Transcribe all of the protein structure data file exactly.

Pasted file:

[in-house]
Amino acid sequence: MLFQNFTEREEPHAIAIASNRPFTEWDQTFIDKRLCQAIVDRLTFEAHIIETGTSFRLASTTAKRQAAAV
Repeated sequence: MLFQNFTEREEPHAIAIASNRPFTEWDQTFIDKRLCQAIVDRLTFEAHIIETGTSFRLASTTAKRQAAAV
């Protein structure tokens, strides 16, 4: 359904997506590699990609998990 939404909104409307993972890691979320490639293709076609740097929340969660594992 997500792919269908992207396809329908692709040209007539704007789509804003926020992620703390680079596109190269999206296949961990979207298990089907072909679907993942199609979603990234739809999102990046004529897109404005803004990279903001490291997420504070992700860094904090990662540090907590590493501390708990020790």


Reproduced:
[in-house]
Amino acid sequence: MLFQNFTEREEPHAIAIASNRPFTEWDQTFIDKRLCQAIVDRLTFEAHIIETGTSFRLASTTAKRQAAAV
Repeated sequence: MLFQNFTEREEPHAIAIASNRPFTEWDQTFIDKRLCQAIVDRLTFEAHIIETGTSFRLASTTAKRQAAAV
């Protein structure tokens, strides 16, 4: 359904997506590699990609998990 939404909104409307993972890691979320490639293709076609740097929340969660594992 997500792919269908992207396809329908692709040209007539704007789509804003926020992620703390680079596109190269999206296949961990979207298990089907072909679907993942199609979603990234739809999102990046004529897109404005803004990279903001490291997420504070992700860094904090990662540090907590590493501390708990020790």